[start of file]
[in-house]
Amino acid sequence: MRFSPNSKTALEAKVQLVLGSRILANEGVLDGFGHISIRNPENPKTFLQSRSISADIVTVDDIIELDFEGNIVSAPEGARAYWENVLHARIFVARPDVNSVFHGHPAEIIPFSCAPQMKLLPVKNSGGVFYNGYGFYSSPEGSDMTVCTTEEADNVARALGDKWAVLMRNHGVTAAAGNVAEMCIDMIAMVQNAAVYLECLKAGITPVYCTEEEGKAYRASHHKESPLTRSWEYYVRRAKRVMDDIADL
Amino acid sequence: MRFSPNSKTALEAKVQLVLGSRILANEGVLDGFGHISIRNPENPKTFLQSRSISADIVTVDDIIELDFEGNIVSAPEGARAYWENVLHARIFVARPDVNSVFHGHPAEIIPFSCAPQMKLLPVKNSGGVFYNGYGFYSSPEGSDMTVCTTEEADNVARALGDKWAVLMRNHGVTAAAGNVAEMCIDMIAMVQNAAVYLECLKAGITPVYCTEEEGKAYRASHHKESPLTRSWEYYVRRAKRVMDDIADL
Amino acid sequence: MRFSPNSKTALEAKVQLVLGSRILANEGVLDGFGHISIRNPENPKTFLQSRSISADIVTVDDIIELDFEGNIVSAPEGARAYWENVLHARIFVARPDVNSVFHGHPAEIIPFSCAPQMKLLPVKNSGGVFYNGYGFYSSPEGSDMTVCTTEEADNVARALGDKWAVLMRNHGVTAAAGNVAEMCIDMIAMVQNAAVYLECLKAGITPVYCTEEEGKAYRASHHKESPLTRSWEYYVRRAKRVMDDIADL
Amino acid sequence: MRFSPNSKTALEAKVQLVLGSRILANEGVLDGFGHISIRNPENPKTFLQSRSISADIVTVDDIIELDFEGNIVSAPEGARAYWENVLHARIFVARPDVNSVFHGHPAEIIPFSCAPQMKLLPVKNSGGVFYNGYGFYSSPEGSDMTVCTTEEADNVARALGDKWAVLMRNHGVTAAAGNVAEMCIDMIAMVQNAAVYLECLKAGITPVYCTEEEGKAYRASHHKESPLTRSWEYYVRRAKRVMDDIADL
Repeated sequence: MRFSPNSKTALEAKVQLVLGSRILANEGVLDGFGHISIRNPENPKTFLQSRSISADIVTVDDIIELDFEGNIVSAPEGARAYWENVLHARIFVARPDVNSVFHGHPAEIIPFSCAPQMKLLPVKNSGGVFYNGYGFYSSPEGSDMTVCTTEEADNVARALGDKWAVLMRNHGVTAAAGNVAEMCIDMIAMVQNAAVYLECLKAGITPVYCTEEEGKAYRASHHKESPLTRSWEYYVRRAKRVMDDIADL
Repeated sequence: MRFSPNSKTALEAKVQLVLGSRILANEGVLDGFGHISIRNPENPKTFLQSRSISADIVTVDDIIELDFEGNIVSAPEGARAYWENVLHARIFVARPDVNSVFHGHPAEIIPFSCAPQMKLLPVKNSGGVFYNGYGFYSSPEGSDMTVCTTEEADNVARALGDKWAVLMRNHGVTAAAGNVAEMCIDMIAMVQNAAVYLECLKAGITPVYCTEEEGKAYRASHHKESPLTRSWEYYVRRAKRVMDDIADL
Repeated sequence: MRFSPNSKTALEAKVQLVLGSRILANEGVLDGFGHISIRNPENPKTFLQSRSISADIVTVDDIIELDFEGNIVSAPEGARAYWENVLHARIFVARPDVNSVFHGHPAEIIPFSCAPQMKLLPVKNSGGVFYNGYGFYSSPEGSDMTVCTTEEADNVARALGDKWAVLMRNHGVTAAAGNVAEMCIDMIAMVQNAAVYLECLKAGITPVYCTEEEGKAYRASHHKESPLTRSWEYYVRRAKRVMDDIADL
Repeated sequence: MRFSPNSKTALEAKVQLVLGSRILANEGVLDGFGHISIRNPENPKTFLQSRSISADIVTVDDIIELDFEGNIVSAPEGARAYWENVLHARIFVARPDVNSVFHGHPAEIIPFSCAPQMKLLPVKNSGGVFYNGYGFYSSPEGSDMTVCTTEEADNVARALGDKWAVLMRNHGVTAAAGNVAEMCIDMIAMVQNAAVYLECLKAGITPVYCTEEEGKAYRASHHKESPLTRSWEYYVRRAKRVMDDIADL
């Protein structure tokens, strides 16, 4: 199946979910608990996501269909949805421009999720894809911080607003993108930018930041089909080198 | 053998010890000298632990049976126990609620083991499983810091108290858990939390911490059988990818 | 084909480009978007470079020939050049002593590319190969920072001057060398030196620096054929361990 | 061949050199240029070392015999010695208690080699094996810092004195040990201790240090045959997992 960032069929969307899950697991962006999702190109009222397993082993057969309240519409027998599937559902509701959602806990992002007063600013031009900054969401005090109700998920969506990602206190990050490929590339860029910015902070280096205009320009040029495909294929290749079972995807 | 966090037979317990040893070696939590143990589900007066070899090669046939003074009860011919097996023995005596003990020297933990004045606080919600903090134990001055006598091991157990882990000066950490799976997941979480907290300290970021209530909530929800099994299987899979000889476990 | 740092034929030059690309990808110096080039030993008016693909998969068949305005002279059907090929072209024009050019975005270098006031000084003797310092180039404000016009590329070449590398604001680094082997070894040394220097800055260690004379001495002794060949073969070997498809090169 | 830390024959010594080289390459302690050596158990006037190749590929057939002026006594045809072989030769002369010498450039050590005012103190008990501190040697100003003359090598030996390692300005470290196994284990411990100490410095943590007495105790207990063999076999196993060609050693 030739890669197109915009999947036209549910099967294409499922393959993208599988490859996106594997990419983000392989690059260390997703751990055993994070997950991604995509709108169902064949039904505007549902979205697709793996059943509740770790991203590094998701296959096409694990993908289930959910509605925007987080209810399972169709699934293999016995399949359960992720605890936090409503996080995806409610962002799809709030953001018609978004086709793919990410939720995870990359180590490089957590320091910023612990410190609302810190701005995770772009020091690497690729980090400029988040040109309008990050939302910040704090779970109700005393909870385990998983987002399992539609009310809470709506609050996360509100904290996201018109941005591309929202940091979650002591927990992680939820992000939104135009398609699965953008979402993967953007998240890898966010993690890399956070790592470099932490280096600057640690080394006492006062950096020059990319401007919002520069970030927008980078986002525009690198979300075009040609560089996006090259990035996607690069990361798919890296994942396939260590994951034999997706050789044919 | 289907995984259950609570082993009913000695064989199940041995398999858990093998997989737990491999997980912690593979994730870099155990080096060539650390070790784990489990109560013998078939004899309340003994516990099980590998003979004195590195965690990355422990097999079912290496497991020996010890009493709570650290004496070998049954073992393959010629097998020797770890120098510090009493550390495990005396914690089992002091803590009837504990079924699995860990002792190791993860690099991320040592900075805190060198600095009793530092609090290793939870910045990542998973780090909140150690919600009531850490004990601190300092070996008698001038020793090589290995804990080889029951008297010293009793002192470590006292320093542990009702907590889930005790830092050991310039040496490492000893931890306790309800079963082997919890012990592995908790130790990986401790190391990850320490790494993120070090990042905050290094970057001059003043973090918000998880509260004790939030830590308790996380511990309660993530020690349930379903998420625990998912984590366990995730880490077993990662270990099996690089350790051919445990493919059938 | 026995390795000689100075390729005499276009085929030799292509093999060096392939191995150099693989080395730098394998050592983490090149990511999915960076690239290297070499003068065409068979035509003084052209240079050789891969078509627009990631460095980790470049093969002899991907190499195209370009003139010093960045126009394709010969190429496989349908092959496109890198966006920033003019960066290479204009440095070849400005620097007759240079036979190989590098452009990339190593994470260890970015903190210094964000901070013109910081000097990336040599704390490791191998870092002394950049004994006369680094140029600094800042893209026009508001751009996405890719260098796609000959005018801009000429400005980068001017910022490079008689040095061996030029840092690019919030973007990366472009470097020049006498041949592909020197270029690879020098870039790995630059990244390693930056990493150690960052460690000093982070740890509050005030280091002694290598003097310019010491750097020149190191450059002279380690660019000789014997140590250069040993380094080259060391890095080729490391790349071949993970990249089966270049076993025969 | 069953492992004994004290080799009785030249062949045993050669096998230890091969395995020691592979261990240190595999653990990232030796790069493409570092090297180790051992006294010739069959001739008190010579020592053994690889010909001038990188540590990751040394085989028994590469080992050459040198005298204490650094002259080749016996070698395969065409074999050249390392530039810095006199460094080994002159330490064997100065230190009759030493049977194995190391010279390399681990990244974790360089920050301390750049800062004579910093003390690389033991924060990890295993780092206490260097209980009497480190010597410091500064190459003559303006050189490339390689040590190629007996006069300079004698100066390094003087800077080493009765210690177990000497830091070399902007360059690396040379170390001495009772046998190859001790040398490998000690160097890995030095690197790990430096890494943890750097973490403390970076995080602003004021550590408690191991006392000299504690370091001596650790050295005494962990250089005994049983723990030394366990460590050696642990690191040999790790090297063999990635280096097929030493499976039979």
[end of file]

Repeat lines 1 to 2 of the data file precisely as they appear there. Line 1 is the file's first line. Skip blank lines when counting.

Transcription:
[in-house]
Amino acid sequence: MRFSPNSKTALEAKVQLVLGSRILANEGVLDGFGHISIRNPENPKTFLQSRSISADIVTVDDIIELDFEGNIVSAPEGARAYWENVLHARIFVARPDVNSVFHGHPAEIIPFSCAPQMKLLPVKNSGGVFYNGYGFYSSPEGSDMTVCTTEEADNVARALGDKWAVLMRNHGVTAAAGNVAEMCIDMIAMVQNAAVYLECLKAGITPVYCTEEEGKAYRASHHKESPLTRSWEYYVRRAKRVMDDIADL